Raleigh, N.C. — It's not a campus, no matter what the state budget says.
North Carolina's recently enacted $21.7 billion spending plan sets aside a $2 million challenge grant for Western Governor's University to "to establish a North Carolina campus." That money will be turned over if the institution raises $5 million, but don't think ivy-covered brick buildings, a quad and a dining hall.
"We are not doing this to establish a campus," said Joan Mitchell, vice present of public relations for the university.
Mitchell said that Gov. Pat McCrory and lawmakers wanted WGU to have "a larger presence" in North Carolina. A McCrory spokesman confirms the governor had conversations with WGU officials and urged them to expand in North Carolina.
To that end, the $2 million in state funding and $5 million in private funding will establish an office, chancellor and other state-based assets for WGU, but students won't come to that building to learn every day. Rather, like the 1,300 North Carolina students who already take WGU courses, they will deliver presentations via video, learn from downloaded materials and take tests via video-monitored sessions from their laptops.
WGU North Carolina will join five other state-branded WGU branches in Indiana, Washington, Texas, Missouri and Tennessee, all of which have more formal ties with the university. If all goes as planned, WGU North Carolina will launch in the first part of 2016.
Founded in 1997, Western Governor's University is the brainchild of a bipartisan group of chief executives. At one time considered controversial, the university's competency-based education has grown more widely accepted. Students don't take a course based on a calendar cycle. Rather, they study the material until they know it well enough to take a final exam. That allows students with some experience to test out of lower-level subjects and tackle more challenging work more quickly.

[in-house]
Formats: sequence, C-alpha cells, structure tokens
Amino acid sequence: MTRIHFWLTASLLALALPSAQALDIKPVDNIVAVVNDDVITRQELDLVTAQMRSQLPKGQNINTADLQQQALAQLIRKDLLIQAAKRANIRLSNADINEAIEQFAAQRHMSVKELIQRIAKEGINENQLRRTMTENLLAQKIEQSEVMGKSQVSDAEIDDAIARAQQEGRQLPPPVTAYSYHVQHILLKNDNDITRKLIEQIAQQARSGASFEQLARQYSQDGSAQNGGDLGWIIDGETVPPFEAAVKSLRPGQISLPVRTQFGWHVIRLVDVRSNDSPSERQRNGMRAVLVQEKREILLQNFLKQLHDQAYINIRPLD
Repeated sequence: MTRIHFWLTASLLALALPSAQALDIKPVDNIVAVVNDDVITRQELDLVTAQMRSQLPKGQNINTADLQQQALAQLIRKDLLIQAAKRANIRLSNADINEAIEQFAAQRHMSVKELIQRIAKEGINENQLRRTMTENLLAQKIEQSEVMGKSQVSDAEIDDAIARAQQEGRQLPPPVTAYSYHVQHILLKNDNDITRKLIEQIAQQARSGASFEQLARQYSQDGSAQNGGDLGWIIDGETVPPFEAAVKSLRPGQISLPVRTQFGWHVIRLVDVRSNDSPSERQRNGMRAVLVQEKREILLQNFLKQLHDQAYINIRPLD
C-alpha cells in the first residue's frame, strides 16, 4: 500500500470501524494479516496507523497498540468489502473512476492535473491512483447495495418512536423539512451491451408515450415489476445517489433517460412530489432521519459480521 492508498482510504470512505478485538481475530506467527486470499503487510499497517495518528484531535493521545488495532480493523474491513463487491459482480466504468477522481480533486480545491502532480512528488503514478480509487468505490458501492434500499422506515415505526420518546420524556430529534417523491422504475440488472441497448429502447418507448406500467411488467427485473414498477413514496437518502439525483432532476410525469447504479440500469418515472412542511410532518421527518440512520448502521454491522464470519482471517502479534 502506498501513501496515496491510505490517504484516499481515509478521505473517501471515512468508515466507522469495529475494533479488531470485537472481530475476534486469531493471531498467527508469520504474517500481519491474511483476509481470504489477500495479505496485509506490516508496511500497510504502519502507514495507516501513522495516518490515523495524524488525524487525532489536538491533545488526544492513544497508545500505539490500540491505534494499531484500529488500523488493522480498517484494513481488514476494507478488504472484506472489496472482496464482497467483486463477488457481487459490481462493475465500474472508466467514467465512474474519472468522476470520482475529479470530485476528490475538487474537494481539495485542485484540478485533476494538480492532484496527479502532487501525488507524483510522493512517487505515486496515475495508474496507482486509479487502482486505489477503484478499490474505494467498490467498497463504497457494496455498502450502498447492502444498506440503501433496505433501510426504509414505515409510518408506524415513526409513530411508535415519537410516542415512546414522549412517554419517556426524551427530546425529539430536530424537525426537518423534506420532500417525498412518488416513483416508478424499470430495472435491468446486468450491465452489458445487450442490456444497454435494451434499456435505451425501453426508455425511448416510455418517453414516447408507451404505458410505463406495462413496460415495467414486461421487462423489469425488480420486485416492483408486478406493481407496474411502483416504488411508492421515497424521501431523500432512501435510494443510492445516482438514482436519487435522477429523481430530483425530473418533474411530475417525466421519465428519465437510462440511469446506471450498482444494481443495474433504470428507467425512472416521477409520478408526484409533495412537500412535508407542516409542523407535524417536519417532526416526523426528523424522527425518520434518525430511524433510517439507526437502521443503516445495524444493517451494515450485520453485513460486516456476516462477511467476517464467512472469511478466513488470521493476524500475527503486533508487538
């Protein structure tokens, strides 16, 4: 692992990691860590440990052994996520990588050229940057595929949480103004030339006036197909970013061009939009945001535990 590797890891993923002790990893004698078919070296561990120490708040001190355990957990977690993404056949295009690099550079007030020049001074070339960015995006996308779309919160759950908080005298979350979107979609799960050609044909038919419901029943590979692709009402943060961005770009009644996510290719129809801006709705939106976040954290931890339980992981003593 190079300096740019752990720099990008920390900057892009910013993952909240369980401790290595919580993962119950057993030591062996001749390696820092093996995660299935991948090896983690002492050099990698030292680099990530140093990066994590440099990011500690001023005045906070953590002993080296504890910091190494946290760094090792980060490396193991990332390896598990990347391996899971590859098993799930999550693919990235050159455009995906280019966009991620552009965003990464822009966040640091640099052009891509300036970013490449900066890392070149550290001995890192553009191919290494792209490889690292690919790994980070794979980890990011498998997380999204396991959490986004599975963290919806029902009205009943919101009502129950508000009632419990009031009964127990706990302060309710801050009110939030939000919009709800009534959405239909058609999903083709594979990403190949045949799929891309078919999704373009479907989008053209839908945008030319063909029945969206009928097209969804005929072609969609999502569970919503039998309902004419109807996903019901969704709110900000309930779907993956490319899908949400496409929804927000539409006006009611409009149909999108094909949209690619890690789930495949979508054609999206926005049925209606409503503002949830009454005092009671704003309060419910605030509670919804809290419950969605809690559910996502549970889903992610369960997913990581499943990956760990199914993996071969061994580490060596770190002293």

Typically, Mitchell said, students are between 28 and 40 years old and either returning to finish an incomplete bachelor's degree or work on a master's degree. Although there are a handful of younger students, Mitchell said that WGU typically doesn't accept students right out of high school. Rather, she said, WGU hopes to serve students like the 750,000 North Carolinians who report they have "some college" but have not finished their degrees.
"Most of them work full time. Most of them have families," she said.
WGU offers 55 degree programs in four general areas, including nursing, teaching, business and information technology. State leaders have decried the lack of nursing and teaching talent in the state, and Mitchell said WGU hopes to help address those needs.
Sen. Chad Barefoot, R-Wake, who authored the WGU provision, said that he was particularly interested in the university's ability to train teachers. Asked why, if WGU was already teaching students from North Carolina, the state was investing in the university, Barefoot said the money would help forge relationships with schools and hospitals to allow students to do practical learning and internships.
"It's for the clinical partnerships," he said.
Earlier in the year, WGU had sought a provision that would have allowed its students to use state-based financial aid. That provision was dropped from the final budget bill.
"We obviously would like that for them (students), and we might pursue that in the future," Mitchell said.
While establishing a heavier North Carolina presence won't change how students learn, it will provide more chances for interaction with faculty and administrators. The funding from the state will be an official nod that the state approves of the institution, she said.
"This is a great way for both students and graduates, as well as employers, to know the university is a rigorous institution," she said.